Cliff Ennico, a leading expert on small business law and taxes, is the author of “Small Business Survival Guide,” “The eBay Seller’s Tax and Legal Answer Book” and 15 other books.

How to minimize your returns on eBay


It happens to all of us. You have a great auction or a buyer snaps up one of your items as a “Buy-It-Now.” They pay right away and you rush it to the post office. Life is good. A few days or a week later, however, there it is. An email from eBay in your inbox that your buyer isn’t happy.

The sad thing is even if you don’t offer returns, eBay’s Money Back Guarantee can still have you on the hook if the buyer says the item isn’t exactly what they ordered. So what’s a seller to do?

While your first thought may be to apply a restocking fee to try to ward some of these buyers off, but it’s actually more productive to take a step back and look for a reason for those returns. If you seem to be getting a lot of them, it’s even more important for you to correct the problem.

Here’s some things you can do:

Pay attention to your item descriptions. If you use eBay mobile when you are listing, it is easy to get a little sloppy with the descriptions since you want to list your items as fast as you can. It’s also a bit of a hassle to try to type out everything on your smartphone. To keep this from happening, I like to create the listing on my smartphone and add all my photos, but then save it so that I can write the actual description when I’m back on my laptop.

Measure. Measure. Measure. This is especially important when you are selling clothing, but really you should measure anything you sell that doesn’t come in a standard size. Since the buyers can’t see your item in person, they have to rely on the description you provide to help them know how big or small the item is going to be. Measuring can make this process so much easier.

Although I’m not a big fan of the “soup can” comparison in photos, it really can help to have a coin or something next to the item when you sell something that is particularly small or maybe show a yardstick next to the item if you need to emphasize that an item is really large. Even when you do use an item to help compare, it is still best to put those measurements in the listing itself so the buyer knows the exact size of the item they are getting.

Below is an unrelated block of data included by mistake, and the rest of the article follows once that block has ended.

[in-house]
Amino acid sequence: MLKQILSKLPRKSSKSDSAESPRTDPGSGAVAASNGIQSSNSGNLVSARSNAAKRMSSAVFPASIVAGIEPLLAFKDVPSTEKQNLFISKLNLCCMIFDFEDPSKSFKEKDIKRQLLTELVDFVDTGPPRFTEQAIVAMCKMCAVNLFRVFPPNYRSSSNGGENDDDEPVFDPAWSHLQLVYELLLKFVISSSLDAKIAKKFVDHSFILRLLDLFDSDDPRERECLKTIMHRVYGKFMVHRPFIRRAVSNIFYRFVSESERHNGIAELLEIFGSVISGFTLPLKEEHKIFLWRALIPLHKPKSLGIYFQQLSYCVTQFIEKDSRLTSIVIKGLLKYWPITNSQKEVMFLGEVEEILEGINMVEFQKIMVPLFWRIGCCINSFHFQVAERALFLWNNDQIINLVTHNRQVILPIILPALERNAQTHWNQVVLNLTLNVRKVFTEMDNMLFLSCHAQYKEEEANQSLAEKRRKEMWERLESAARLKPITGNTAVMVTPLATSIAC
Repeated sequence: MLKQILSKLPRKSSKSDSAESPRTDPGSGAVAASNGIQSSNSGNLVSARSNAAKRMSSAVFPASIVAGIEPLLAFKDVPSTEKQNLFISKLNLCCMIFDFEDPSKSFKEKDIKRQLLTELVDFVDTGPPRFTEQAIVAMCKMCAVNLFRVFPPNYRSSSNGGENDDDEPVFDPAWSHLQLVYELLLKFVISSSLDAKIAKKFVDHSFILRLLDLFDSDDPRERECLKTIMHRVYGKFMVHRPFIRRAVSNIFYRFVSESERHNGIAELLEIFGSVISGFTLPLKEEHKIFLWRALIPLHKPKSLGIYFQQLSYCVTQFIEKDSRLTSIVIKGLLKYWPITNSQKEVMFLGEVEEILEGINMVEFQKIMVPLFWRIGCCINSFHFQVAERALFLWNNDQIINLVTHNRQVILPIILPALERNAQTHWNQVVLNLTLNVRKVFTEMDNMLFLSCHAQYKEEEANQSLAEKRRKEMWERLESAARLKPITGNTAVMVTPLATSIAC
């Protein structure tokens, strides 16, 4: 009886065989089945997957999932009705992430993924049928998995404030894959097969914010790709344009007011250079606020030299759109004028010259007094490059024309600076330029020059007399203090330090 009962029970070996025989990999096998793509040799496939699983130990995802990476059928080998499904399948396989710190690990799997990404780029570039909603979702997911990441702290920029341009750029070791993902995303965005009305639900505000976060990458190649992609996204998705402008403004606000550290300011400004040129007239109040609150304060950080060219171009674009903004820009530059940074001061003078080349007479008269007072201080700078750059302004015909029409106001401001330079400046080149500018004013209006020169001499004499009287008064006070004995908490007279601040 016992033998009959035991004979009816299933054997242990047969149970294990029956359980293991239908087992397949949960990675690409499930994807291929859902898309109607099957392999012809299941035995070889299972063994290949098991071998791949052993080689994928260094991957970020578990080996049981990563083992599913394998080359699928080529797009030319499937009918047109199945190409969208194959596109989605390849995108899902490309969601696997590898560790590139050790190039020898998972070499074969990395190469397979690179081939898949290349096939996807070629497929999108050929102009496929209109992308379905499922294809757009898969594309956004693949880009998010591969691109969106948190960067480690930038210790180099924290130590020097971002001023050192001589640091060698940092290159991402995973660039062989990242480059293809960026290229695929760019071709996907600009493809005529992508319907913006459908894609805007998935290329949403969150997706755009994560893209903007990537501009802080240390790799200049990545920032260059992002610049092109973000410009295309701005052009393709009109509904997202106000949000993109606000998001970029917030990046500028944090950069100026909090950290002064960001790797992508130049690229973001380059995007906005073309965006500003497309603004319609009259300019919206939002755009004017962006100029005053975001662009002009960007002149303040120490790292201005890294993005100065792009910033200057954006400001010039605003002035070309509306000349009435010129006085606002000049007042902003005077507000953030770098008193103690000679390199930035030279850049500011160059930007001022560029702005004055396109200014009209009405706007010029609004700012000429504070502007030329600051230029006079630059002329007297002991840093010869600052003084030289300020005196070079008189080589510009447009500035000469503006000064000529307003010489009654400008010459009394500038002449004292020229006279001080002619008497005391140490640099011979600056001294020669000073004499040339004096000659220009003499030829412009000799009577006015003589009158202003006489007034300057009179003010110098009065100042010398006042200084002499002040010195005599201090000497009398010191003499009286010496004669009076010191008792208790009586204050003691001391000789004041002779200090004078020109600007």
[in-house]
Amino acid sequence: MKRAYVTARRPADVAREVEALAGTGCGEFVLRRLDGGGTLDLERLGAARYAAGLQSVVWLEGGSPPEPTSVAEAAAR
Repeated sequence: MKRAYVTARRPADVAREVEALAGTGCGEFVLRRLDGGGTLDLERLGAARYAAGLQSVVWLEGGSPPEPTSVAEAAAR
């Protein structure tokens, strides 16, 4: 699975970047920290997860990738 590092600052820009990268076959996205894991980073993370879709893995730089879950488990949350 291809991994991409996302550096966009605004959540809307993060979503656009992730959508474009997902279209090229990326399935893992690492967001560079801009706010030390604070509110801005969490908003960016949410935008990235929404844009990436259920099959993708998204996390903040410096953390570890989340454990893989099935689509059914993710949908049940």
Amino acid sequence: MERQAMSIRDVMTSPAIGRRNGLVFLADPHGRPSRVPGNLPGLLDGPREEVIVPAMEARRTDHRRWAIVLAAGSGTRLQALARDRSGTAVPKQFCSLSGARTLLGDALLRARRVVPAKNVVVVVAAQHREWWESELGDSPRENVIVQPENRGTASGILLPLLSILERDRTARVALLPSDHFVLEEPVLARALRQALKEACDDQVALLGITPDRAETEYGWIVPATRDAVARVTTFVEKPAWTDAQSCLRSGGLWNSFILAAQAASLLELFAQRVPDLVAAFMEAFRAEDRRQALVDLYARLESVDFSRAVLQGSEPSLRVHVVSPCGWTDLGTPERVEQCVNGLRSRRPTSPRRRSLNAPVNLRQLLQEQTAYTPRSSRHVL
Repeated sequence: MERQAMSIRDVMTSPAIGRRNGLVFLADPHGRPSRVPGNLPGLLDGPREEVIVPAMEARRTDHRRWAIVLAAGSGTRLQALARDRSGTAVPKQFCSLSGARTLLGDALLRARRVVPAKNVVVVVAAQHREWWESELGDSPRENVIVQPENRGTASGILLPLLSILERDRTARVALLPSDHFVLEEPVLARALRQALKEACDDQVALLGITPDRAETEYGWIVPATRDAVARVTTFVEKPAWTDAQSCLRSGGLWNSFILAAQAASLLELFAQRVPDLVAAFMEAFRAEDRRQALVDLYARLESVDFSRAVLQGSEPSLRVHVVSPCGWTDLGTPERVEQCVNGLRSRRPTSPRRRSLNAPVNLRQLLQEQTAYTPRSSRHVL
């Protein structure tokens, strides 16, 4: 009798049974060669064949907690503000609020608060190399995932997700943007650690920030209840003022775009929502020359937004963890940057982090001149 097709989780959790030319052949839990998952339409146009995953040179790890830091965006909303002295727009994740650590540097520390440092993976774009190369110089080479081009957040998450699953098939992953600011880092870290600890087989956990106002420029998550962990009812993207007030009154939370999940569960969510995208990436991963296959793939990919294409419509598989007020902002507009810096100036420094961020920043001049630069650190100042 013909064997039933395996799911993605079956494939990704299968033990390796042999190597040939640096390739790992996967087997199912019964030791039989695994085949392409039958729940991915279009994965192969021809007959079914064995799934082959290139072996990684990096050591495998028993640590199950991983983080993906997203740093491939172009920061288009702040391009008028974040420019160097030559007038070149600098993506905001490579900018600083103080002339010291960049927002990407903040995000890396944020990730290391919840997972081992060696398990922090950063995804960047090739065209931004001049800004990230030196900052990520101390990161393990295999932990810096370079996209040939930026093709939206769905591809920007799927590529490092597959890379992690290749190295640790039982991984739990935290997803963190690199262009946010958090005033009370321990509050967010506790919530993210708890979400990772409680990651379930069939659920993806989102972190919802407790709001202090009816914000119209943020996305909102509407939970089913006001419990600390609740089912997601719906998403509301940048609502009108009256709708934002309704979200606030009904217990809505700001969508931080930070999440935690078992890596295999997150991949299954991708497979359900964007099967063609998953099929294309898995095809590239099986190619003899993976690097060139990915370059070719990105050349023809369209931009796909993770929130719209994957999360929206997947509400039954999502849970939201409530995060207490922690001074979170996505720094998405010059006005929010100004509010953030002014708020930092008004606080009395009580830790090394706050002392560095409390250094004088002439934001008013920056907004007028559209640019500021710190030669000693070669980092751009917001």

A picture says a 1000 words. My favorite part of eBay mobile is that it gives you the ability to take a ton of photos of each item and once you’re done, you can upload them right to your listing. I usually have a few photos I am not happy with, however, so I crop or delete them when I am finishing the listing on my laptop.

One of the best ways to avoid returns is to take just as many photos as you can. Make sure to show any flaws or defects an item has, so it doesn’t “surprise” the buyer when the item arrives. As an example, if a sweater has a hole in it you can take a photo to emphasize just how big or small the hole is. That way there is no surprise for the buyer when they receive the item.

Finally, remember that there are a lot of reasons that a buyer might want to return something. Often, the biggest reason is simply that the item arrived damaged. Take your time when you are getting an item ready to ship and use the right box and shipping supplies to ensure that the item arrives safely.

One of the worst mistakes I ever made in shipping was when I tried to ship a gin jar to someone. It was a tight fit in the box and I was running short on packing peanuts. I convinced myself that it would be alright to send it with the few peanuts that I had and then use some newspaper to help with the padding.

Unfortunately, the box was a bit too small and with little space around it and only newspaper to secure it, the foot of the gin jar broke off in transit. Fortunately, I had an understanding buyer and even better — I had the good sense to insure it. Still,lesson learned.

That Kat Radio – Podcast 5 – February 10, 2015: Tim Chapman – “Home Runs”

In this episode, Kat spoke with Tim Chapman.